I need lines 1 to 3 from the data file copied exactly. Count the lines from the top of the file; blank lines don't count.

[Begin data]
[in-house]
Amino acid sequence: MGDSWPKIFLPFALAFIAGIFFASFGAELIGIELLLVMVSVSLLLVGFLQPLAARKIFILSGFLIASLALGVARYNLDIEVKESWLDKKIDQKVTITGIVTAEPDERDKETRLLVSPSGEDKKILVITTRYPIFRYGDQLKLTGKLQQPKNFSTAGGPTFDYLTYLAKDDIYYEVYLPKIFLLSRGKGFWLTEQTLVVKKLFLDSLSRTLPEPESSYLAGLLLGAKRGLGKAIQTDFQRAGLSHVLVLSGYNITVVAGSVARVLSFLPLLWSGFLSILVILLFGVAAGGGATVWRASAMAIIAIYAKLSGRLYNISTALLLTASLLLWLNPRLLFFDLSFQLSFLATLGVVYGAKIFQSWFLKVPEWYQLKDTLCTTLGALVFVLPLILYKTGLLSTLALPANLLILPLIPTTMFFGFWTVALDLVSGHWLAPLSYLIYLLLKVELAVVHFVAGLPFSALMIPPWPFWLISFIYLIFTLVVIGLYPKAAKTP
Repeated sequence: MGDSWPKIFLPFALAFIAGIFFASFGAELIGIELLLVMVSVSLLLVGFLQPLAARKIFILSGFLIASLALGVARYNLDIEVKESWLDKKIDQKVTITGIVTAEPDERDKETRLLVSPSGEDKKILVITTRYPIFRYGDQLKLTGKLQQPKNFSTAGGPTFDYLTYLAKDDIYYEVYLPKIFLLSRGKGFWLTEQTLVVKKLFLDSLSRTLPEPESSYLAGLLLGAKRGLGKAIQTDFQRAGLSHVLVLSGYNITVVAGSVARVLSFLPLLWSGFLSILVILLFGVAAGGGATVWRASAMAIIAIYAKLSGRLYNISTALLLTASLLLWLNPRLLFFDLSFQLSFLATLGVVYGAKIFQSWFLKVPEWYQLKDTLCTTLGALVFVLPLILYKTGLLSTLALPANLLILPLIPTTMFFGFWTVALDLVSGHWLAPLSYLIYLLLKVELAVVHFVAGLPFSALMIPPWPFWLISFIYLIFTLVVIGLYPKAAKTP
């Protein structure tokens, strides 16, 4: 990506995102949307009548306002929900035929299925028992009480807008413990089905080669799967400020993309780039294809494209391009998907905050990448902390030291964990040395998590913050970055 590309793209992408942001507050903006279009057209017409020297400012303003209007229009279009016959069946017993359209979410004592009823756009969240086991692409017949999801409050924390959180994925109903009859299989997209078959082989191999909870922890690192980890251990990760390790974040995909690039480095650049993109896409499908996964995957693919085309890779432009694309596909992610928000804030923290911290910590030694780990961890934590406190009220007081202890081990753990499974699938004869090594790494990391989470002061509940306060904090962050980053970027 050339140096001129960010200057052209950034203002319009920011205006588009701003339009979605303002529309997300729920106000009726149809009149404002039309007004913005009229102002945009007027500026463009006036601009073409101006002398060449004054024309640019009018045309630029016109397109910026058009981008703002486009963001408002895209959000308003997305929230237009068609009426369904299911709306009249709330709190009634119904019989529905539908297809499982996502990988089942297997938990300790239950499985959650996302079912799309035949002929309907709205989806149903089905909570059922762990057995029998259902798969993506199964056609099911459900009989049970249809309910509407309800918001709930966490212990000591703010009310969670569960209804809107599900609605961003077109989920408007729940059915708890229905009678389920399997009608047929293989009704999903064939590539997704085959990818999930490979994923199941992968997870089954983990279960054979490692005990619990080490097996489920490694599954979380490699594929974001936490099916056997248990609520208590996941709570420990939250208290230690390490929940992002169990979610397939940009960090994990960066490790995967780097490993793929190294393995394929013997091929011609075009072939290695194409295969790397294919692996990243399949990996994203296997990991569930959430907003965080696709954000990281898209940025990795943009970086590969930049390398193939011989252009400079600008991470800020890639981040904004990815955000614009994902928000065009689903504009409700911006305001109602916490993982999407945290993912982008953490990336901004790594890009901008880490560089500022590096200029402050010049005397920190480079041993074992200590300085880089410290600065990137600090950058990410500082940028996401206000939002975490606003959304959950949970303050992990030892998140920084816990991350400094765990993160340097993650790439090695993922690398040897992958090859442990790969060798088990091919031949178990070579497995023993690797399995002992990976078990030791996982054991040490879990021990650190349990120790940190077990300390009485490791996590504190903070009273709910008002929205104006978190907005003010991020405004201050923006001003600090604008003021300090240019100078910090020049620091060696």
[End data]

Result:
[in-house]
Amino acid sequence: MGDSWPKIFLPFALAFIAGIFFASFGAELIGIELLLVMVSVSLLLVGFLQPLAARKIFILSGFLIASLALGVARYNLDIEVKESWLDKKIDQKVTITGIVTAEPDERDKETRLLVSPSGEDKKILVITTRYPIFRYGDQLKLTGKLQQPKNFSTAGGPTFDYLTYLAKDDIYYEVYLPKIFLLSRGKGFWLTEQTLVVKKLFLDSLSRTLPEPESSYLAGLLLGAKRGLGKAIQTDFQRAGLSHVLVLSGYNITVVAGSVARVLSFLPLLWSGFLSILVILLFGVAAGGGATVWRASAMAIIAIYAKLSGRLYNISTALLLTASLLLWLNPRLLFFDLSFQLSFLATLGVVYGAKIFQSWFLKVPEWYQLKDTLCTTLGALVFVLPLILYKTGLLSTLALPANLLILPLIPTTMFFGFWTVALDLVSGHWLAPLSYLIYLLLKVELAVVHFVAGLPFSALMIPPWPFWLISFIYLIFTLVVIGLYPKAAKTP
Repeated sequence: MGDSWPKIFLPFALAFIAGIFFASFGAELIGIELLLVMVSVSLLLVGFLQPLAARKIFILSGFLIASLALGVARYNLDIEVKESWLDKKIDQKVTITGIVTAEPDERDKETRLLVSPSGEDKKILVITTRYPIFRYGDQLKLTGKLQQPKNFSTAGGPTFDYLTYLAKDDIYYEVYLPKIFLLSRGKGFWLTEQTLVVKKLFLDSLSRTLPEPESSYLAGLLLGAKRGLGKAIQTDFQRAGLSHVLVLSGYNITVVAGSVARVLSFLPLLWSGFLSILVILLFGVAAGGGATVWRASAMAIIAIYAKLSGRLYNISTALLLTASLLLWLNPRLLFFDLSFQLSFLATLGVVYGAKIFQSWFLKVPEWYQLKDTLCTTLGALVFVLPLILYKTGLLSTLALPANLLILPLIPTTMFFGFWTVALDLVSGHWLAPLSYLIYLLLKVELAVVHFVAGLPFSALMIPPWPFWLISFIYLIFTLVVIGLYPKAAKTP